User research almost always reveals something that demands further elaboration. Here’s one bit of a reflection.
Our Products, Our Services, or What We Do?
During a very simple user test on mobile navigation, the participants were asked to find information about the product/service offerings on several mobile websites and were later asked to reflect how they think of each. The common vocabulary uses “(Our) Products” and/or “(Our Services)”, or, alternatively, “What We Do”, in the navigation to help guide the users.
That’s pretty straightforward and non-dramatic until a few of the participants reflected that some websites are easier to them because seeing words like “products” or “services” makes the most sense and they had no trouble determining that’s the section they need to go to look for the company’s products/services. In comparison, websites that use “what we do” as the umbrella terms for their products/services were confusing to some, as one participant explained it (paraphrased here): you’re selling products/services, I want to know about that, I don’t care what you do, “What We Do” is confusing to me.
Marketing Rhetorics Influence the Comprehension of UI Vocabulary
Because it’s usually the former that reaches the customers first and it establishes an expectation. Expectation gap appears when the customers see a different vocabulary when they want to dig further. Imagine you’re talking about your great products and services both in promotion and on the website homepage, but when someone interested try to find more about it, she can’t find a section called “Products and Services” – and instead, she finds “What We Do”.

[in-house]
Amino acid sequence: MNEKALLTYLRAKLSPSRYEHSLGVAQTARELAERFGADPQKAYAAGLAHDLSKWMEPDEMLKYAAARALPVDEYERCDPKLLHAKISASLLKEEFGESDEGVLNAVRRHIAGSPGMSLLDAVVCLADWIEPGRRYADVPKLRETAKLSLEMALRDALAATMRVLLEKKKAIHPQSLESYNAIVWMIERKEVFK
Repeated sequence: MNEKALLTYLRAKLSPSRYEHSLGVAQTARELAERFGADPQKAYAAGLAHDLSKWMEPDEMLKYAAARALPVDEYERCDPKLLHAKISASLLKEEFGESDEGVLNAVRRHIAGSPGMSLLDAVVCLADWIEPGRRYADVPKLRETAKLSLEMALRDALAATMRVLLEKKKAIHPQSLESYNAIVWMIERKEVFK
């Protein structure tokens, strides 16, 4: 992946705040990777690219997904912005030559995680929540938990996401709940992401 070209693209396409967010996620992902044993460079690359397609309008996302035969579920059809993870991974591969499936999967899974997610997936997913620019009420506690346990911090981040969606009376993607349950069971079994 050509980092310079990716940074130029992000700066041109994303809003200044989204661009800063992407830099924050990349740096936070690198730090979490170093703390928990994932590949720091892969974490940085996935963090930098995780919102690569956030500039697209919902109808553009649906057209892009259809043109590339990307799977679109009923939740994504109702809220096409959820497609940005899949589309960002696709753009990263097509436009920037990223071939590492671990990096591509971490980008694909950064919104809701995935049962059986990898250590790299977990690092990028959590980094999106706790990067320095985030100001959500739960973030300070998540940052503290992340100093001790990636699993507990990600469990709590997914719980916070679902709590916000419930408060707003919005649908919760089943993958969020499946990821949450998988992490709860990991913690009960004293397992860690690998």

That may not be a big deal, many people don’t have a problem with “What We Do” and just as easily click on it without hesitation. So only the stats of your own user tests could help you find out what works better.
While the subtle issue here is the consistency of rhetorics: what kind of identity do you want to establish in front of your customers? Do you want to look prestigious (yeah sometimes that’s really a good idea) by talking vaguely about what you can do for me, with appealing sound and vision? Would your customers likely to be practical and as straightforward as “shut up get me the product and take my money”?
The bigger, holistic consideration of brand identity and rhetorics is inevitably coupled with the vocabulary used in lower-level interfaces. And the gaps between them create potential comprehension issue.